Next time, with another solo album to draw from, I suspect that the live approach will be a very different one.


In very different ways, the 2014 releases by David Bowie, Scott Walker, Peter Hammill and Pink Floyd have been inspiring to me, and have shown that it’s still very possible to make great music well into long-established and seemingly defined careers.

Perhaps the most radical of the releases has been the Bowie double whammy of Sue (or In A Season Of Crime) and ‘Tis Pity She Was A Whore. Experimental Jazz-inflected songs with little relationship to previous Bowie work (or anything really), they’d make for a remarkable statement at any stage in a career. I genuinely enjoyed The Next Day (which seemed to me a logical continuation of Heathen and Reality), but these two pieces have surprised and thrilled me in a way that Low, Lodger, Scary Monsters, and 1.Outside did when I first heard them.

Walker and Hammill have both continued their bold late career adventures with passion and enthusiasm. Both are in superb voice and both are creating some impressively unique textures. Along with Bowie, it feels as if there’s an urgent sense of forward motion propelling these careers that are approaching 50 years ‘in the business’.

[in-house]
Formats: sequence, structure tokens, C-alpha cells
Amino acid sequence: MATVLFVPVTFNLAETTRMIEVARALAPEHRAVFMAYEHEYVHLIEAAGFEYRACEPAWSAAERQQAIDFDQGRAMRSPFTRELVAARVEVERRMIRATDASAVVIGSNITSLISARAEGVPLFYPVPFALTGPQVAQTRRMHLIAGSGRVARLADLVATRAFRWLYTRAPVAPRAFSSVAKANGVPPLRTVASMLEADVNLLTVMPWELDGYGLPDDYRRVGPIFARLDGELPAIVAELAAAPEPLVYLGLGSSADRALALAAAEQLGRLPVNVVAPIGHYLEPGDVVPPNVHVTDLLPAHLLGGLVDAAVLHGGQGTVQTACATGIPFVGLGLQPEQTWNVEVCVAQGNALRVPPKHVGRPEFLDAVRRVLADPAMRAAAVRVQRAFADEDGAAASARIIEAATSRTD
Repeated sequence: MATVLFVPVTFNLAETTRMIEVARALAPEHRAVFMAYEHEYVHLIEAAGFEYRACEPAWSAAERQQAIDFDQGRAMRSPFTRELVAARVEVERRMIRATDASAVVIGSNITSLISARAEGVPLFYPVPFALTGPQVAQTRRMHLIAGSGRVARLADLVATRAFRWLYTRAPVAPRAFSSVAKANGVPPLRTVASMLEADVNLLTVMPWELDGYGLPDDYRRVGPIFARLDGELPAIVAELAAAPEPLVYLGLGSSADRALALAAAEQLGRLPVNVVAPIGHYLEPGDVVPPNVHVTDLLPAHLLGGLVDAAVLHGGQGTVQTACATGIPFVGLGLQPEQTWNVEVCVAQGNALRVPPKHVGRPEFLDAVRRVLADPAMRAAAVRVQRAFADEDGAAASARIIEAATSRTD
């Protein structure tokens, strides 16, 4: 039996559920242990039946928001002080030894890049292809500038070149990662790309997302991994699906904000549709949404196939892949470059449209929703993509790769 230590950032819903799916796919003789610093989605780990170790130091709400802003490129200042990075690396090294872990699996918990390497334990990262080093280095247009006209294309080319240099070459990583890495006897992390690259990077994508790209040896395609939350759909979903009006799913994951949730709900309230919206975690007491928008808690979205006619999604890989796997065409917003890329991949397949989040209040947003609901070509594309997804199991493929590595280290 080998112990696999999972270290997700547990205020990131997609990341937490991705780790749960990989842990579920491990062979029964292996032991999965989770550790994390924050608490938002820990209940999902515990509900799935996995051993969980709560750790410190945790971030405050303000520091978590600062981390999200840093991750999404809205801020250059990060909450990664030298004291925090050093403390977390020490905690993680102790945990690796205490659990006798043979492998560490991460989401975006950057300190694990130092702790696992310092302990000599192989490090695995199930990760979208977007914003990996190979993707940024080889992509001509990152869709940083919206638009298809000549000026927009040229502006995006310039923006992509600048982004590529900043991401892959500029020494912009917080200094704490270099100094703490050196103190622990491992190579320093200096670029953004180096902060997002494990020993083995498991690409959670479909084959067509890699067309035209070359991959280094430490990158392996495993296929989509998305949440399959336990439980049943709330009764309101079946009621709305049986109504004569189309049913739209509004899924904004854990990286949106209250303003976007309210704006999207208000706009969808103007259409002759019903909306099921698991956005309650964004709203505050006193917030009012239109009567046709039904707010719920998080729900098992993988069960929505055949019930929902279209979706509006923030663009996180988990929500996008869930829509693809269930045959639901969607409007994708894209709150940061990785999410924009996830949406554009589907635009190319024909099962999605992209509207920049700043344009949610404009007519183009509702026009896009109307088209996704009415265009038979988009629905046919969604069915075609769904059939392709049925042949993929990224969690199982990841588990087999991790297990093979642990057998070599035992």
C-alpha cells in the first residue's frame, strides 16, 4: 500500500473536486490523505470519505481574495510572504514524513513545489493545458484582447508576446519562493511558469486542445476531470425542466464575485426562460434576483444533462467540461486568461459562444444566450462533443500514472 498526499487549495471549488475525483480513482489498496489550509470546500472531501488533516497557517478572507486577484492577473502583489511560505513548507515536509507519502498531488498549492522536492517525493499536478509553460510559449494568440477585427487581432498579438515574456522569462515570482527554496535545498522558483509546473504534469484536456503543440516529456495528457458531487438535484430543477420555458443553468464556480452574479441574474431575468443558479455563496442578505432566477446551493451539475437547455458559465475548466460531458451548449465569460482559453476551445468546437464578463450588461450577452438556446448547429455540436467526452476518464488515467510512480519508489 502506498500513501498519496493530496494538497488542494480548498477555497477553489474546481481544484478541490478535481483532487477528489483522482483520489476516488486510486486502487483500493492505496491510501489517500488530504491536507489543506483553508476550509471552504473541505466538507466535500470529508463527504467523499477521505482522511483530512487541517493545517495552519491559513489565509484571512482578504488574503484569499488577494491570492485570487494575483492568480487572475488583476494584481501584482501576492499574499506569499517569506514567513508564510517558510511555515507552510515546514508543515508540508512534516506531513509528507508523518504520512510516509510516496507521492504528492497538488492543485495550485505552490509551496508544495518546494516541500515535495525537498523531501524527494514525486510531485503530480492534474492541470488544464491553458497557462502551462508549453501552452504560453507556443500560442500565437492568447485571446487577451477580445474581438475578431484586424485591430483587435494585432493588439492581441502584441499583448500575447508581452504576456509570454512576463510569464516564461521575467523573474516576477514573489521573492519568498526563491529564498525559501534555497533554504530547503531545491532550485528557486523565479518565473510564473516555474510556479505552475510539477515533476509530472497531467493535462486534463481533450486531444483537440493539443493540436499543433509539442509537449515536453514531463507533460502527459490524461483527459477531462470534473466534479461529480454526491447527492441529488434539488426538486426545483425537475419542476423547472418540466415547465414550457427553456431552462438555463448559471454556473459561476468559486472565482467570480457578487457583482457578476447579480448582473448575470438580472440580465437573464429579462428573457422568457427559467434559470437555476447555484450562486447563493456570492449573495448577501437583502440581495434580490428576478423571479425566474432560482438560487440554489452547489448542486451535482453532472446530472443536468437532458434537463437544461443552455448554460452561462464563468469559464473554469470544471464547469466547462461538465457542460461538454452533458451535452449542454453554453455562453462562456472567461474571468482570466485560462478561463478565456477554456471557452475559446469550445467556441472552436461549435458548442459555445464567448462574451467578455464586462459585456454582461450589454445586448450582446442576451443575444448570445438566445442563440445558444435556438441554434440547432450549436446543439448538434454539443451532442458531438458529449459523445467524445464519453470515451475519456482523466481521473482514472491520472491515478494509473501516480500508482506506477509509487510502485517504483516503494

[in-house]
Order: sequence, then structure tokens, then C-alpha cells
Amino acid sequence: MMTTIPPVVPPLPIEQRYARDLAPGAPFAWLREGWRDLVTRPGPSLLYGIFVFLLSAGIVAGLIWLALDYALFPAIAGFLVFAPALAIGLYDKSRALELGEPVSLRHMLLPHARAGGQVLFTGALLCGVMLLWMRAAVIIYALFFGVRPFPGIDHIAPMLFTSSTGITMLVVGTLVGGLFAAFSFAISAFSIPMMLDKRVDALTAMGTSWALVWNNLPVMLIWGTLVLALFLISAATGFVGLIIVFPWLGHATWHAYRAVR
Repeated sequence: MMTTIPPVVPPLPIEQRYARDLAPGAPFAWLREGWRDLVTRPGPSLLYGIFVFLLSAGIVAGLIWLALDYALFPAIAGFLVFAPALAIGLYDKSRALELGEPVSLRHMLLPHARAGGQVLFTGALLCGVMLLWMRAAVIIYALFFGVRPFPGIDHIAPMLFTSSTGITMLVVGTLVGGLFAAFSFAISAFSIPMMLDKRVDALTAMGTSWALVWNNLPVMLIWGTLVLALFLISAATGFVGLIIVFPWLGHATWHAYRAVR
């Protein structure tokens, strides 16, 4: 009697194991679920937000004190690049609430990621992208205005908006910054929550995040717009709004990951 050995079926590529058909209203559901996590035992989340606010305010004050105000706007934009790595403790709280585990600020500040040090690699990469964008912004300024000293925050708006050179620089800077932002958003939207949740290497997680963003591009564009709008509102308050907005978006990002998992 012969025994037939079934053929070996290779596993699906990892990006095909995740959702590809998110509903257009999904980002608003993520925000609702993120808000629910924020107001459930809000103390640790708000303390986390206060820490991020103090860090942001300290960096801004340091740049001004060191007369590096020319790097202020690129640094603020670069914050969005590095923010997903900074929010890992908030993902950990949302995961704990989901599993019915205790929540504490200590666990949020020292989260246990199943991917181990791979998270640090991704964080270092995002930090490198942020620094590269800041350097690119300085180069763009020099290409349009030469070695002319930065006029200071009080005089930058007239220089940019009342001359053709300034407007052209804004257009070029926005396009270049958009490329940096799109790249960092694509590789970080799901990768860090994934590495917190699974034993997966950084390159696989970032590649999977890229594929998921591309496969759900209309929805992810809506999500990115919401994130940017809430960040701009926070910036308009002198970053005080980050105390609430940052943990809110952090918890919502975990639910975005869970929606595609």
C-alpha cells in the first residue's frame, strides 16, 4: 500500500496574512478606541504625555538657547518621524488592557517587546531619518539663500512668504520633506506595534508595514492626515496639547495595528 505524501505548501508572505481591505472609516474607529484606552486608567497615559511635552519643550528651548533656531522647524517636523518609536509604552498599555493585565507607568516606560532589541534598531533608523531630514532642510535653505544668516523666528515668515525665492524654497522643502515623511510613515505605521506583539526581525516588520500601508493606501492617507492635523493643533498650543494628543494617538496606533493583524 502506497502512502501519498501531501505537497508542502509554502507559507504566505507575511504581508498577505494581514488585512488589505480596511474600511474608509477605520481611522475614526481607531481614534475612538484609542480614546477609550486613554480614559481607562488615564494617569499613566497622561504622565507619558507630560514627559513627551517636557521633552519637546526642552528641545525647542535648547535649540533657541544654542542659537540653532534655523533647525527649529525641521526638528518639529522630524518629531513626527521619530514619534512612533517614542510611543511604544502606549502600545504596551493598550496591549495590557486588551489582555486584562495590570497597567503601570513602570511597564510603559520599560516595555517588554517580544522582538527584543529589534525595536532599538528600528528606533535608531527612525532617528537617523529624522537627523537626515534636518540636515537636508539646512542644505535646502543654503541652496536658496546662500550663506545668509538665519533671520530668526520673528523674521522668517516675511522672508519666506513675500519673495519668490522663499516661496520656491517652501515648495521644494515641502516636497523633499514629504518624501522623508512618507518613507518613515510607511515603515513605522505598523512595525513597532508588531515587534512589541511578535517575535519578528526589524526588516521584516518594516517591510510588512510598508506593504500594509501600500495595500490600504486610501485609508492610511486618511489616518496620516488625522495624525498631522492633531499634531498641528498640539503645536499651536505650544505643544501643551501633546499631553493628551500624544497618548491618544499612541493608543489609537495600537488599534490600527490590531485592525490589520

By way of contrast, the Pink Floyd release is a gentle elegy that reflects many aspects of the band’s past. Fusing elements of Echoes, Shine On You Crazy Diamond, The Division Bell and even the tribal drumming and textures of Saucerful Of Secrets, it’s an affectionate tribute to the strengths of the band’s more atmospheric identity, and a touching farewell to Richard Wright. Possessing a dreamy timelessness, the album lacks the edge of The Wall and the seductive melodies of Dark Side Of The Moon, but it wasn’t intended to have either and works well on its own terms. To do what you once did as effectively as you ever did, is also an achievement I think, and Gilmour’s voice and guitar tone seem as rare and accomplished as ever (ditto Robert Fripp, who seems truly energised by the recent King Crimson activity).

In the under 65 department, 26 year old Keaton Henson’s Romantic Works has been generating quite a bit of play on my iPod of late. It’s a beautiful, grainy, ‘lo-fi Classical’ collection that sits somewhere between Arvo Part’s transcendent Alina, Max Richter’s soundtracks and Virginia Astley’s underrated 1980s gem From Gardens Where We Feel Secure. At once familiar, but also strange in its eerie intimacy.



Craig Armstrong – It’s Nearly Tomorrow (2014)
Colin Blunstone – Collected (2014)